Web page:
As the holiday season approaches, many preschool children will get to spend extra time with loved ones during school breaks. But some Black preschoolers will not return to school because of the preschool-to-prison pipeline.
Black children, as young as preschool, are still expelled two times more and suspended almost three times more than their white peers. To be sure, since the groundbreaking Yale study in 2005 revealed the staggering expulsion rates for Black preschoolers, anti-disciplinary legislation for young children has been enacted in several states and preschool educator access to mental health consultation services has increased.
But all preschoolers aren’t actually winning.
Studies examining the effects of preschool mental health supports often center on non-Black children in non-public preschool classrooms. This is problematic because the majority of suspensions and expulsions are occurring in public preschools and are targeting Black children. Undeniably, there may be racist arguments suggesting that Black children are suspended and expelled more frequently because they are more violent, or disobedient, or defiant. These statements are not only false, but they lack compassion and fail to acknowledge the persistent marginalization experienced by Black children.
Plus, it implies that children are the problem—but really, the adults are. And solutions require changes in adult behavior, as well as policies.
First, school administrators need to implement anti-racist hiring practices and professional development because the expulsion of Black preschoolers is likely influenced by implicit (and sometimes explicit) biases. For example, young Black boys and girls commonly experience adultification, or being viewed as much older than they are, which results in harsher treatment. Furthermore, there must be honest conversations regarding accountability. Schools need to audit preschool disciplinary data and identify instances when adults are making harmful decisions for Black preschool children. Instead of removing the child, let’s work on removing the biases toward Black children. To be sure, there are thousands of extraordinary educators who actively engage in anti-racist practices and those educators are needed in preschool classrooms.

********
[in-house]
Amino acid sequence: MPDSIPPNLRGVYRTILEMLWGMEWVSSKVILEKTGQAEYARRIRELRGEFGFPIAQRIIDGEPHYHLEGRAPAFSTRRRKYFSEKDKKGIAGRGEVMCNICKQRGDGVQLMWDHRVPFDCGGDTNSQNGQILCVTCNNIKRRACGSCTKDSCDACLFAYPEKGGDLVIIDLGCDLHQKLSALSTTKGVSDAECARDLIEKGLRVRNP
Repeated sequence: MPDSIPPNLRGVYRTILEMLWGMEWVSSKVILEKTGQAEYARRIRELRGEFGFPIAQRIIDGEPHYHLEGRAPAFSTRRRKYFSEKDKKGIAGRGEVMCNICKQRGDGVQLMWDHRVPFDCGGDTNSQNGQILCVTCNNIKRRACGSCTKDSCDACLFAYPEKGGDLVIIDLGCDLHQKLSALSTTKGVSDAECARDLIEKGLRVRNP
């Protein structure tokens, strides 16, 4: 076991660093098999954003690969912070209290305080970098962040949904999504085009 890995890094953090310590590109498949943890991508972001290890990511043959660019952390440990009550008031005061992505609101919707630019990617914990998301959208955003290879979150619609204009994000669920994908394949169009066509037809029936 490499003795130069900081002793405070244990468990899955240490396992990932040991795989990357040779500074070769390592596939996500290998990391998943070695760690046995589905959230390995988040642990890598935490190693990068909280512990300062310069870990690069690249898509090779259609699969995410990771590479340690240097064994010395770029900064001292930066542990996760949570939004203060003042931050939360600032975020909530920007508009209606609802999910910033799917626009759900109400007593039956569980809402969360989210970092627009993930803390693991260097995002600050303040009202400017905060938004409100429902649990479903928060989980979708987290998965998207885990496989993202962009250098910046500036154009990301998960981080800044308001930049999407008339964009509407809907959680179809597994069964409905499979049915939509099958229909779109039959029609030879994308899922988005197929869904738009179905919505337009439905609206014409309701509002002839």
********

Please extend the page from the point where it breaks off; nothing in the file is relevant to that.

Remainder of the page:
Second, we need policies that provide mental health services to educators in public preschool classrooms with Black children. While legislation is helpful, laws without the appropriate fiscal resources needed for school-based mental health personnel will likely result in the same negative outcomes for Black children. School psychologists are one example of school-based mental health professionals who could and should provide early childhood mental health consultation services.
School psychologists receive extensive training in development and understand the social-emotional needs of children. For example, most preschoolers will likely demonstrate some tantrum behavior. As a matter of fact, “meltdowns” should be expected. School psychologists have the expertise to work with educators on effective ways to respond to these developmentally appropriate outbursts. School psychologists are also well-equipped to work collaboratively with teachers as well as families, which is critical given the importance of family-school partnerships and the unique knowledge families hold about their child. And finally, school psychologists are already present in schools, however, many are not called upon until the situation has become dire and everyone involved—teacher, parents, and child– are exasperated.
Public educators are often under enormous pressure to attain outrageous goals with minimal resources and very little pay. But the well-being of Black preschool children can no longer be ignored. Public preschool classrooms must serve as safe spaces for Black children, and harming Black preschool children should never be allowed, under any circumstances. And let’s face it, expelling and suspending 3-, 4-, and 5-year-old children is very harmful.